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Guilderland Archives The Altamont Enterprise, March 1, 2012
Folmer, new director of the Discovery Center, wants to attract more visitors to the Pine Bush
GUILDERLAND New Director Jeffrey Folmer says more people need to “discover the Discovery Center.”
The Albany Pine Bush Discovery Center, which opened five years ago, provides an introduction to, and education about, the Pine Bush Preserve, one of the only remaining examples of an inland pine barrens.
Since its inception, the Discovery Center, on New Karner Road, has had over 50,000 visitors, and hosted more than 1,100 programs, according to Christopher Hawver, executive director of the preserve commission.
The Albany Pine Bush Preserve Commission was created by the state legislature in 1988 to protect and manage the unique and endangered natural communities and species of the pine bush, for ecological, recreational, and educational benefits.
Hawver said the commission was excited to hire Folmer as the new director of the Discovery Center, and he hopes filling the position marks an opportunity for growth on a number of levels.
“I’ve been interested in ecology since I was in the sixth grade, and I’ve been an amateur naturalist since I was a kid,” said Folmer, 53, who has a bachelor’s degree in environmental science from the Ramapo College of New Jersey. “I decided early on that’s what I wanted to do with my life.”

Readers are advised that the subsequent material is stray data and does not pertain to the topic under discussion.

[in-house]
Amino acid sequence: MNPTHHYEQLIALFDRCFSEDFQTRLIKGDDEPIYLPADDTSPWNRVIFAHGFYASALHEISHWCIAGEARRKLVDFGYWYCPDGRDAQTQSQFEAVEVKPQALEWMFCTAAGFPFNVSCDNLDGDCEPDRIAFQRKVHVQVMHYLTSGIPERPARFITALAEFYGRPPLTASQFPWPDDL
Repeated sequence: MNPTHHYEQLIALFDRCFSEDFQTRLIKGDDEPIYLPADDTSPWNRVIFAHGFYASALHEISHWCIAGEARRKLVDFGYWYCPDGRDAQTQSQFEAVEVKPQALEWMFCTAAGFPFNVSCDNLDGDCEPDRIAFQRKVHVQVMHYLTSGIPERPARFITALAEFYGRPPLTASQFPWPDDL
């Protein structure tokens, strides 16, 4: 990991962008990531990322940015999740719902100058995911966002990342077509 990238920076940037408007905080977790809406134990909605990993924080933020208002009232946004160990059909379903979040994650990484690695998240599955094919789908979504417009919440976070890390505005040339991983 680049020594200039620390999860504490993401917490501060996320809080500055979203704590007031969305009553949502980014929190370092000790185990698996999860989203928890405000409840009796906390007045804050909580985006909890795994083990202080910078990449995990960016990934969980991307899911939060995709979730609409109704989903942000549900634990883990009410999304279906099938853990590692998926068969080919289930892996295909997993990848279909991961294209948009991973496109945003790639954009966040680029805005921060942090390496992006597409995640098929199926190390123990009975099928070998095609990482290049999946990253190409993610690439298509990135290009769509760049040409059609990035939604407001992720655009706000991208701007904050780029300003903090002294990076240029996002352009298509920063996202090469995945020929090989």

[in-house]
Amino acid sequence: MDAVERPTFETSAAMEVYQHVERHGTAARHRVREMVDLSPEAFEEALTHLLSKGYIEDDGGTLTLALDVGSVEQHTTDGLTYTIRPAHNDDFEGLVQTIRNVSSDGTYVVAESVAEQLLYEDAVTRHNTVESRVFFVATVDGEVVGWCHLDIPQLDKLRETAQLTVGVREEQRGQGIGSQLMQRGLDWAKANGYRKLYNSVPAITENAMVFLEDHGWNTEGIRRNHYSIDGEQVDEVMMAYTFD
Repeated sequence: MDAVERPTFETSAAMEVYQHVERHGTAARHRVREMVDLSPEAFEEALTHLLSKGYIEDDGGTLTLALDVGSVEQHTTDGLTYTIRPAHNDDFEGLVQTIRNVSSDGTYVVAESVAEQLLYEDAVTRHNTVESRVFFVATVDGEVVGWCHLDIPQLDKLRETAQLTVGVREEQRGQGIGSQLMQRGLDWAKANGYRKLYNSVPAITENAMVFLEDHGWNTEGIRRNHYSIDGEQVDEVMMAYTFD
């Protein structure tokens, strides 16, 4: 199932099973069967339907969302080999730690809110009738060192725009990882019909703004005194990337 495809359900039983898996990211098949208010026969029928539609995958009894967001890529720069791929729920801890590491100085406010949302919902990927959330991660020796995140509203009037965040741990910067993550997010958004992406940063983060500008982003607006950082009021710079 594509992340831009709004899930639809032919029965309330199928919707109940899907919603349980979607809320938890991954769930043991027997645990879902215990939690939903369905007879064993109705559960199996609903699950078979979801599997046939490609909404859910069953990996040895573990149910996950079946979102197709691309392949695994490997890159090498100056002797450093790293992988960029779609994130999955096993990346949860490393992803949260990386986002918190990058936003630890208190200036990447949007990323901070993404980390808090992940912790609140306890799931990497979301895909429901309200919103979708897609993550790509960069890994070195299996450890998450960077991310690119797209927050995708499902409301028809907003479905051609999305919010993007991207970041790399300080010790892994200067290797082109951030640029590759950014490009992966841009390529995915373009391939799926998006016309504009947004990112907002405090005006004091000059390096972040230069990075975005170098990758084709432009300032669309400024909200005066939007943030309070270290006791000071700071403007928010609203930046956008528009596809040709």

Folmer calls his professional background diverse he’s worked with the environmental protection department of New Jersey; the National Audubon Society; the American Cancer Society; the Colonial Theatre; the Ventfort Hall Mansion and Gilded Age Museum; and as a middle-school science teacher.
He has experience with management, education, and fund-raising.
“All of this comes into play,” said Folmer.
The new director said he was impressed “right off the bat” with everything he learned about the Discovery Center.
“There is this globally rare ecosystem, rich in history and culture, and right in the Capital Region it is something that should be a destination, not just for Capital Region residents, but beyond that,” Folmer said.
He was also amazed that the facility was free to the public.
He called the preserve, and the center, a combination of educational and recreational opportunities. The 3,200-acre preserve is host to a variety of rare plants and animals, including the Karner blue butterfly, which is listed by the federal government as an endangered species. The preserve can be used for hiking, jogging, nature study, biking, hunting, fishing, and canoeing.
Folmer said public outreach is crucial, in order for more people to discover what he calls “a treasure.”
“Why do we need them to do that?” he asked. “For their own enjoyment, certainly, but we want them to care about preserving this rare ecological and historical gem.”
Folmer says he has found his dream job at the Discovery Center, because it has so many aspects that mesh with his interests and expertise. Although he was able to speak only in generalities, Folmer said he had some ideas for expanding programs and opportunities available at the center.
“I’m hitting the ground running,” he said. “I’ve got a lot to learn, but I’m feeling really positive, and I think we’re making a lot of progress.”
By Anne Hayden
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